For a brief moment in the fall of 1964, the most talked-about place in American politics was a dark Y.M.C.A. basement a few blocks from the White House. That was where, late one night in October, two men having oral sex in a men’s bathroom stall were entrapped and arrested by the local police.
This sort of thing was not unusual in mid–20th century Washington, a city with a teeming underground gay scene and a crusading vice squad to match. Lafayette Square, across Pennsylvania Avenue from the White House, had been a popular, and legally treacherous, gay cruising spot for decades.
But the incident quickly caught the attention of the political class because of the identity of one of the men involved: Walter Jenkins, President Lyndon B. Johnson’s closest aide. The 1964 election, in which Johnson would face conservative Barry Goldwater, was less than a month away. Was a gay-sex scandal in the president’s inner circle really something that voters would abide?
As it turned out, yes. For a variety of reasons, the Jenkins scandal never really took off that fall, and Johnson won the election in an epic landslide without ever having to discuss his aide’s arrest at great length. But reading the journalist James Kirchick’s new book, Secret City: The Hidden History of Gay Washington, I kept thinking about one of the rare occasions when Johnson was asked about the Jenkins case.
At a campaign swing in San Diego three weeks after the cops nabbed Jenkins, a reporter shouted a question at the president about his administration’s “morality problem” (a catch-all euphemism in that period for anything gay). Johnson acted like it was no big deal. “Practically every administration has them,” he told the reporter. “It’s not anything new.”
Kirchick’s engrossing, important book makes clear that, on that point, Johnson was indisputably correct. Examining every presidency from Franklin Roosevelt’s to Bill Clinton’s, Kirchick finds dozens of stories like the Jenkins affair: a man with an important job and a pressing secret that is destined to become fodder for the politics of personal destruction.
The result of all his digging is an 800-page tour de force, certainly the most comprehensive history of gay Washington ever written. It’s also more than that. Tracing the strand of how the capital’s big shots treated gays across the decades, Kirchick provides a compelling account of how the bloodless, brutal Washington power game has always worked.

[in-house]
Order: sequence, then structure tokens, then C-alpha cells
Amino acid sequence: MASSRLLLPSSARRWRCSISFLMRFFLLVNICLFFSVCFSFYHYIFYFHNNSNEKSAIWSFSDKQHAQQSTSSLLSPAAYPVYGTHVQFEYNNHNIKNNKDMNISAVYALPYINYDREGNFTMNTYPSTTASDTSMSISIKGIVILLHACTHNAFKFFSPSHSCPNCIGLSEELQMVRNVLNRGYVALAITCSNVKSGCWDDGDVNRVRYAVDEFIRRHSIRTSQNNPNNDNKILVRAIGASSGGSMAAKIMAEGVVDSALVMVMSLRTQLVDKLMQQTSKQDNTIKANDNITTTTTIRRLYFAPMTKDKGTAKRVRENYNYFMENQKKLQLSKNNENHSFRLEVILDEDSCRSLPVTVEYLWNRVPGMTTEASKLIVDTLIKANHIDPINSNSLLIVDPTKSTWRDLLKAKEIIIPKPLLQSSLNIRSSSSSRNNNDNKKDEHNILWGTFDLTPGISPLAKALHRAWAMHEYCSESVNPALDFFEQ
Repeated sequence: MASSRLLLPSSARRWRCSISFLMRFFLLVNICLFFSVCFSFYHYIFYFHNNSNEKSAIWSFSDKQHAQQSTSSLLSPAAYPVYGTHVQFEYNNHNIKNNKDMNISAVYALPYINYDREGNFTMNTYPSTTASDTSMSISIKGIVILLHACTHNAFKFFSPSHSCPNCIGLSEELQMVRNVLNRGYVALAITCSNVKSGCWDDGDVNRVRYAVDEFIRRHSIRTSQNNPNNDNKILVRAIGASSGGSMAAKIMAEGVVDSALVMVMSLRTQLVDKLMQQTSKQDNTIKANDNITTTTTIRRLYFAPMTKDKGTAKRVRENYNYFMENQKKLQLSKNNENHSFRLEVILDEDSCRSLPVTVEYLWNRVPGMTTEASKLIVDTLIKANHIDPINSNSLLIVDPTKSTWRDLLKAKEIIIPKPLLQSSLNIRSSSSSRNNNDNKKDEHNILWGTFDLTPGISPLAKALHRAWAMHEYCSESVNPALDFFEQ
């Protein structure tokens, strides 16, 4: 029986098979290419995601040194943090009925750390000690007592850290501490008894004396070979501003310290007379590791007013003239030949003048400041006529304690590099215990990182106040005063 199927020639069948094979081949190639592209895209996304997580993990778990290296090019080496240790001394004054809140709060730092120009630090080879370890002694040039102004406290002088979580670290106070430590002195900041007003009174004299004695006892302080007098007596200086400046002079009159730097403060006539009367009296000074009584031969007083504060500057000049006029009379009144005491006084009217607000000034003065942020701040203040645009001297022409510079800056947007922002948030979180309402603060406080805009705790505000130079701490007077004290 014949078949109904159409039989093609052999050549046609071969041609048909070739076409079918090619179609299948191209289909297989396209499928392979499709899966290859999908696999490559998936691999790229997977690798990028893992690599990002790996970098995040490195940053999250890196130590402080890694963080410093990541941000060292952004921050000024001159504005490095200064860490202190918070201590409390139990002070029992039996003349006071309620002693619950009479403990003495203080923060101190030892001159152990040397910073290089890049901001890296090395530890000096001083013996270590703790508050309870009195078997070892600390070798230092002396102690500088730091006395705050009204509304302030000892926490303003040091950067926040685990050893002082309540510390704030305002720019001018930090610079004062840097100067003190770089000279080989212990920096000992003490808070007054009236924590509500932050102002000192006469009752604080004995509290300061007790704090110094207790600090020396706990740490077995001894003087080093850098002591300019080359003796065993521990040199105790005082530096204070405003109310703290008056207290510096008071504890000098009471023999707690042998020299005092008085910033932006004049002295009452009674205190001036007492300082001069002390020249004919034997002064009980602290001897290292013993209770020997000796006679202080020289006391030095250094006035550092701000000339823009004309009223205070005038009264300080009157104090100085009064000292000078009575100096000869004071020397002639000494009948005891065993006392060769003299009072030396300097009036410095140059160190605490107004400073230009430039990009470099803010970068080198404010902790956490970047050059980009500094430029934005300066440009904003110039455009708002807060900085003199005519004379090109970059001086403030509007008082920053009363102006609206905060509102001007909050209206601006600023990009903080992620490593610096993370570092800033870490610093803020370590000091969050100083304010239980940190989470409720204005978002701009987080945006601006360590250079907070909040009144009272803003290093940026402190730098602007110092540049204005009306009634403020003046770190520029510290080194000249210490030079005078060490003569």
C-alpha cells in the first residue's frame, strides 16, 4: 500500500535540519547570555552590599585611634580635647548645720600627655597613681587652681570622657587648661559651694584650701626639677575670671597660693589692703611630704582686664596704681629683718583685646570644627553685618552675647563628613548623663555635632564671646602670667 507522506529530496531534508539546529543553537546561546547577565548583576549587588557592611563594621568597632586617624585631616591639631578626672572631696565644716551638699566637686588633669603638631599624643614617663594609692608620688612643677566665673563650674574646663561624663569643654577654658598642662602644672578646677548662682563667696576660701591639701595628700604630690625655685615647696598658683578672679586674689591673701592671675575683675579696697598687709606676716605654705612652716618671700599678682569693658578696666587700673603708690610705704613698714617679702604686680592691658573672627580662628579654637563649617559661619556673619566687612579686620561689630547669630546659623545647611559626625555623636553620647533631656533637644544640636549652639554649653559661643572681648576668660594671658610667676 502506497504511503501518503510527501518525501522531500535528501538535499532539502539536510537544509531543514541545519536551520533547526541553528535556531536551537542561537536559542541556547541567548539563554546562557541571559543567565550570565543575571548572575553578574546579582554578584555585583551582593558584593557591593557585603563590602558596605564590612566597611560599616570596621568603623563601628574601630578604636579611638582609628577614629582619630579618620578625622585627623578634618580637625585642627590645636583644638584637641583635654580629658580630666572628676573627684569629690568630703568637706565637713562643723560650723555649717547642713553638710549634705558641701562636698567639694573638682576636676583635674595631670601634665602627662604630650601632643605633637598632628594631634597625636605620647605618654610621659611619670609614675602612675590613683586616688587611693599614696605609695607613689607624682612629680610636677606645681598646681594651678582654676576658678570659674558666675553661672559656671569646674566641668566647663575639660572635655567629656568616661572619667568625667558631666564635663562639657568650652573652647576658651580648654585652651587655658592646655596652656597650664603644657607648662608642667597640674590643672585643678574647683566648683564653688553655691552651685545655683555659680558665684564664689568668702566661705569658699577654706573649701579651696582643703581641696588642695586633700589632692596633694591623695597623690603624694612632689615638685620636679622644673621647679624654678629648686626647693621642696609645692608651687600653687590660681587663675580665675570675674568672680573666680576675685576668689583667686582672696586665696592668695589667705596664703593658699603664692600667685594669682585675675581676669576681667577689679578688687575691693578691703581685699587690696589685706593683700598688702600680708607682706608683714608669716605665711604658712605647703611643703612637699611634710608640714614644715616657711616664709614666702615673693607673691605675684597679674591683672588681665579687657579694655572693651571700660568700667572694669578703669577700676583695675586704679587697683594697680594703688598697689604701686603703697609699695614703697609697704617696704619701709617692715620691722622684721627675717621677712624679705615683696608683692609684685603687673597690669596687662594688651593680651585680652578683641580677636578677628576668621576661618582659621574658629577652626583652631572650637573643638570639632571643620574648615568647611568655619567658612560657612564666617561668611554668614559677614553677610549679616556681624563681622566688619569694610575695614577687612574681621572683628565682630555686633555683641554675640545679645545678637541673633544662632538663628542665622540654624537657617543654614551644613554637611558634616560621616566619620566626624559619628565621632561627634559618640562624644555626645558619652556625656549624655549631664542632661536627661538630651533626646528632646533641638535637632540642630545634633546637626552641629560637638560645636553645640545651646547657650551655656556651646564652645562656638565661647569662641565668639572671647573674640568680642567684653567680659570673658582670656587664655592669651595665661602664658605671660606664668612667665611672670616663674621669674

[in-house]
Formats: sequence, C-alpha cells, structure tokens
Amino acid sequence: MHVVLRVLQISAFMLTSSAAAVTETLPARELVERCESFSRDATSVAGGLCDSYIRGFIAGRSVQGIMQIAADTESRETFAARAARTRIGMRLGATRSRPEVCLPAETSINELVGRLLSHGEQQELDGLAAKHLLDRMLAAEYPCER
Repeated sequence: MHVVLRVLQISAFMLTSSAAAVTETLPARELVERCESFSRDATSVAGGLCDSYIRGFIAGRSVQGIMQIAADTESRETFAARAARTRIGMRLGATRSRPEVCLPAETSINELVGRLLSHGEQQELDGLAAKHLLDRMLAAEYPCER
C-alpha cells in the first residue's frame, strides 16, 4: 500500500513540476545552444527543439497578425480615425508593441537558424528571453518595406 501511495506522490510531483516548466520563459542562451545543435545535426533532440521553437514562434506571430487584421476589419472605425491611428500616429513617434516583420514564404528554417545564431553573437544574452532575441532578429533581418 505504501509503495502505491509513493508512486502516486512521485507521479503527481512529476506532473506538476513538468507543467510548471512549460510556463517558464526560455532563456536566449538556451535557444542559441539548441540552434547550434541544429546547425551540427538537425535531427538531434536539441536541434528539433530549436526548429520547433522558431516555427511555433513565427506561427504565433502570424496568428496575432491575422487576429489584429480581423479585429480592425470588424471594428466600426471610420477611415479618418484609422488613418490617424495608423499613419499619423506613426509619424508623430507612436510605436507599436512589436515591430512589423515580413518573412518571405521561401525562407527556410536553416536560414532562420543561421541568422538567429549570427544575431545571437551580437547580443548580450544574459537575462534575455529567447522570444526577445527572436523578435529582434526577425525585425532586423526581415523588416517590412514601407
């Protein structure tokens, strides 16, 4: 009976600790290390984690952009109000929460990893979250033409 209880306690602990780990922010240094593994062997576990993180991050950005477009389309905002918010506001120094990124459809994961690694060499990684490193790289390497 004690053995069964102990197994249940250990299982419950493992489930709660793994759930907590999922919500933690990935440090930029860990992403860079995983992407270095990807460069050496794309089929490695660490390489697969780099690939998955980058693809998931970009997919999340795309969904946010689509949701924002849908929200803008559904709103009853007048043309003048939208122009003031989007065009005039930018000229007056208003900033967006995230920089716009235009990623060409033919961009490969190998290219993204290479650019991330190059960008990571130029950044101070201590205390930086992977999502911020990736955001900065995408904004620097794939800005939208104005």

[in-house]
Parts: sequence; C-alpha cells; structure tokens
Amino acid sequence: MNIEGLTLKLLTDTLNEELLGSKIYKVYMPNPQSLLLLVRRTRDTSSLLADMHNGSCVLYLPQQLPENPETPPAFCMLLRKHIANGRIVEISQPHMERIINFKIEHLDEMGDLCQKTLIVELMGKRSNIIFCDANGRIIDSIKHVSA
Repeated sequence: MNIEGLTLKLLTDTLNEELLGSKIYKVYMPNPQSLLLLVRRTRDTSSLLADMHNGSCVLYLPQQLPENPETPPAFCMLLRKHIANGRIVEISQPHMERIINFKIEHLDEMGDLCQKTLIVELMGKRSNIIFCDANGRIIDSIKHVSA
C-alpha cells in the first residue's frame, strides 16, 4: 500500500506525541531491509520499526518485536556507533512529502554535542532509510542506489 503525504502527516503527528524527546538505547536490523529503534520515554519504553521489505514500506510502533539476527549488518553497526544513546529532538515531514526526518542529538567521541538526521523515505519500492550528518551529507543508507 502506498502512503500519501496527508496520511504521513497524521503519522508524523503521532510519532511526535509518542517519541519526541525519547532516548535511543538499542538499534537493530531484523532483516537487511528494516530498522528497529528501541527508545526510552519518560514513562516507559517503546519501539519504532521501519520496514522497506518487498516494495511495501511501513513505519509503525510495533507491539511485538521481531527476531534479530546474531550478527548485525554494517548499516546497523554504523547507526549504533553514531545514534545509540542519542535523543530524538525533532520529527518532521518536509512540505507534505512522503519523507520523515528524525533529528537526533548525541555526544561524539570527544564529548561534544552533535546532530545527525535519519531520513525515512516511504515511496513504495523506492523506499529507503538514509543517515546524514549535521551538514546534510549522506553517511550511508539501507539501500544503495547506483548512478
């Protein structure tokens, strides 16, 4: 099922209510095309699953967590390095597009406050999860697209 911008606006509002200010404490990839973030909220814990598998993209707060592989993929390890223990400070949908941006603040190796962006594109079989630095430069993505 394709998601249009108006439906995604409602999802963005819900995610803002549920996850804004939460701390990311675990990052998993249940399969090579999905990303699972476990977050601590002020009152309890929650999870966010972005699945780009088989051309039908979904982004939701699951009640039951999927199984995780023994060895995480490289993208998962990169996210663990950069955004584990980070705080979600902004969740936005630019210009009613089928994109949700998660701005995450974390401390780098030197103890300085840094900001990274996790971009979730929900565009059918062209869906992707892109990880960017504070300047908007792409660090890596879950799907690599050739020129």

As such, Secret City’s main characters aren’t just gay men and women but the straight-male political figures for whom they toil. A few of these men are comically naïve. On the topic of gay sex, the Cold War spymaster Allen Dulles is a 20th-century Queen Victoria. “What do these people actually do?” he asks the socialite Mary Bancroft.
Most of the book’s straight politicians are better informed, but that doesn’t stop them from being cowards. When Dwight Eisenhower’s endlessly loyal young aide Arthur Vandenberg Jr. falls victim to a whisper campaign about his sexuality, Eisenhower ditches plans to name Vandenberg as his White House appointments secretary. Ike privately admits to feeling guilt over the incident but barely mentions Vandenberg in his post-presidential memoirs.
John F. Kennedy’s close White House circle includes several closeted or semi-closeted men, including his lifelong best friend, Lem Billings; the patrician columnist Joseph Alsop; and the bachelor Camelot taste-maker William Walton (“gay as a goose,” in the words of the journalist Ben Bradlee). Kennedy is a worldly sophisticate, “quite comfortable in the company of homosexuals,” according to Gore Vidal. When, in 1958, Vidal informs Kennedy that Tennessee Williams admires the future president’s posterior, Kennedy is not repulsed but flattered.
But Kennedy’s private enlightenment has no impact on his administration’s public policies. The visionary gay activist Frank Kameny writes Kennedy, imploring him to reverse policies barring gays and lesbians from the civil service. He never gets a response.
Some of Kirchick’s most interesting chapters concern Republican leaders and the legions of gays in their midst. I got overwhelmed trying to keep track of all the gay men who appear to have attended the founding of Young Americans for Freedom at William F. Buckley’s familial estate. The Nixon White House is briefly convulsed by a baseless conspiracy theory in which several of the president’s top aides, including H. R. Haldeman and John Ehrlichman, are meeting at the Watergate complex for early-morning trysts. Early Reagan-era Washington is awash in affluent, semi-closeted men who love Ronnie and Nancy’s flair and fervor for free markets. (They dub themselves the “laissez fairies.”) When faced with a choice between their political connections and personal authenticity, most of these men pick the low road.
Indeed, the most inspiring figures in Secret City are gay men and women who choose the hard consequences of personal integrity in an age and a town that makes it easy for them to do the opposite. Under attack in 1950 from Senator Joe McCarthy, Carmel Offie, the unapologetically flamboyant C.I.A. agent, is incensed at the suggestion his sexual orientation makes him a blackmail risk. “I don’t deny” being gay, he protests. “I’ll stand up on the roof and admit it. Nobody can blackmail me.”
Even today, that kind of courage is hard to imagine. Sure, today’s Washington is a place where an openly gay Cabinet secretary and his husband can be seen carting their twin babies around town. The days when gays in and around the American government had to live their lives in secret are gone. But Kirchick’s book is also the tale of a city where hypocrites and cowards muster fake moral outrage to rise to positions of the highest power. Sadly, that city lives on.
Jonathan Darman is the author of the forthcoming Becoming FDR: The Personal Crisis That Made a President, to be published in September